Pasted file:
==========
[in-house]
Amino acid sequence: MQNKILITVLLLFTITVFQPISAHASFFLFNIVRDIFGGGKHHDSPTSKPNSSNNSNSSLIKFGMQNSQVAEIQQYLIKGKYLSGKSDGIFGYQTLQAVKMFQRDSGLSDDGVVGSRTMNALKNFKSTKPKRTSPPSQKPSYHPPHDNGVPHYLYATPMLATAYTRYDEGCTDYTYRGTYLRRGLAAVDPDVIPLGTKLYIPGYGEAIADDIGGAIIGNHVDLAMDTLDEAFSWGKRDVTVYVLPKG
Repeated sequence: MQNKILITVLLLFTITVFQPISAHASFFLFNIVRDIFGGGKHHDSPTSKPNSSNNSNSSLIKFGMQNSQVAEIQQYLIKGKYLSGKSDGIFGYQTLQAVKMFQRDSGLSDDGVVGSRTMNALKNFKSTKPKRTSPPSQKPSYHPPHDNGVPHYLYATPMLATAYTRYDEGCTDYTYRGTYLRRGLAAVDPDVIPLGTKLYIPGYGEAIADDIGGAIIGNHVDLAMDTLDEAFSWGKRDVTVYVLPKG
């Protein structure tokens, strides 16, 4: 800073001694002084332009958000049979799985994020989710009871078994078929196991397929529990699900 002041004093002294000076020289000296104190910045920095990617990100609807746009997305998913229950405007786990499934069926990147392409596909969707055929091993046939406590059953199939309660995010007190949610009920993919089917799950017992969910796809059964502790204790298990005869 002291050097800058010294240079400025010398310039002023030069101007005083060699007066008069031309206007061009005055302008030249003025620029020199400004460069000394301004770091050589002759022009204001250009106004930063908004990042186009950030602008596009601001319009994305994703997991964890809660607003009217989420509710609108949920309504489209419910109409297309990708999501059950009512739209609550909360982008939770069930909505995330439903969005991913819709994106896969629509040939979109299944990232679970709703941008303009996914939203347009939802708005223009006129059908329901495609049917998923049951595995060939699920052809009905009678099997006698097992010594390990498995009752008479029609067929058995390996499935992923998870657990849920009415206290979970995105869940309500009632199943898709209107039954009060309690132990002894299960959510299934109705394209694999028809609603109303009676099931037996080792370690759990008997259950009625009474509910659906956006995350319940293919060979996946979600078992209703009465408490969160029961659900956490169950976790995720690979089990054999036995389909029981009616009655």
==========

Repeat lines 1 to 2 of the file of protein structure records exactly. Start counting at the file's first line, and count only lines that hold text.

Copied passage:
[in-house]
Amino acid sequence: MQNKILITVLLLFTITVFQPISAHASFFLFNIVRDIFGGGKHHDSPTSKPNSSNNSNSSLIKFGMQNSQVAEIQQYLIKGKYLSGKSDGIFGYQTLQAVKMFQRDSGLSDDGVVGSRTMNALKNFKSTKPKRTSPPSQKPSYHPPHDNGVPHYLYATPMLATAYTRYDEGCTDYTYRGTYLRRGLAAVDPDVIPLGTKLYIPGYGEAIADDIGGAIIGNHVDLAMDTLDEAFSWGKRDVTVYVLPKG